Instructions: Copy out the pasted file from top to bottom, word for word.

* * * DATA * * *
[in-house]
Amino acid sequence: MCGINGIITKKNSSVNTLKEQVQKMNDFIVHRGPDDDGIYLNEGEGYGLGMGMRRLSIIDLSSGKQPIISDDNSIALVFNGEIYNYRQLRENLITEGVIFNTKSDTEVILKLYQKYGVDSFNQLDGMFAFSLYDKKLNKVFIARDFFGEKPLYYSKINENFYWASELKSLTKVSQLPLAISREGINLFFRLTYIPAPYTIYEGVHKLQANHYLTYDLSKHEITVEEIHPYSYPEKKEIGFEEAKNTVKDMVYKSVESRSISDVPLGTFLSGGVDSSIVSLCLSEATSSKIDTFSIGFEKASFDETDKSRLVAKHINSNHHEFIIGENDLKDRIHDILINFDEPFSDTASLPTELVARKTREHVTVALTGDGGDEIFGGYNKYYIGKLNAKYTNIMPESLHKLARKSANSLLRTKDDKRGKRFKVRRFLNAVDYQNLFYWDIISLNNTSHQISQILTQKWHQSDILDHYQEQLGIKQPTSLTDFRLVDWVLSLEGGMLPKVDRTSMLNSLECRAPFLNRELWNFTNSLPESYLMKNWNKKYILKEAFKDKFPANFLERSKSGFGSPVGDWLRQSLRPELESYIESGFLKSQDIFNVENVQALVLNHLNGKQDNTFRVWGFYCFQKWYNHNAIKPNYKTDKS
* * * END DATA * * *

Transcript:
[in-house]
Amino acid sequence: MCGINGIITKKNSSVNTLKEQVQKMNDFIVHRGPDDDGIYLNEGEGYGLGMGMRRLSIIDLSSGKQPIISDDNSIALVFNGEIYNYRQLRENLITEGVIFNTKSDTEVILKLYQKYGVDSFNQLDGMFAFSLYDKKLNKVFIARDFFGEKPLYYSKINENFYWASELKSLTKVSQLPLAISREGINLFFRLTYIPAPYTIYEGVHKLQANHYLTYDLSKHEITVEEIHPYSYPEKKEIGFEEAKNTVKDMVYKSVESRSISDVPLGTFLSGGVDSSIVSLCLSEATSSKIDTFSIGFEKASFDETDKSRLVAKHINSNHHEFIIGENDLKDRIHDILINFDEPFSDTASLPTELVARKTREHVTVALTGDGGDEIFGGYNKYYIGKLNAKYTNIMPESLHKLARKSANSLLRTKDDKRGKRFKVRRFLNAVDYQNLFYWDIISLNNTSHQISQILTQKWHQSDILDHYQEQLGIKQPTSLTDFRLVDWVLSLEGGMLPKVDRTSMLNSLECRAPFLNRELWNFTNSLPESYLMKNWNKKYILKEAFKDKFPANFLERSKSGFGSPVGDWLRQSLRPELESYIESGFLKSQDIFNVENVQALVLNHLNGKQDNTFRVWGFYCFQKWYNHNAIKPNYKTDKS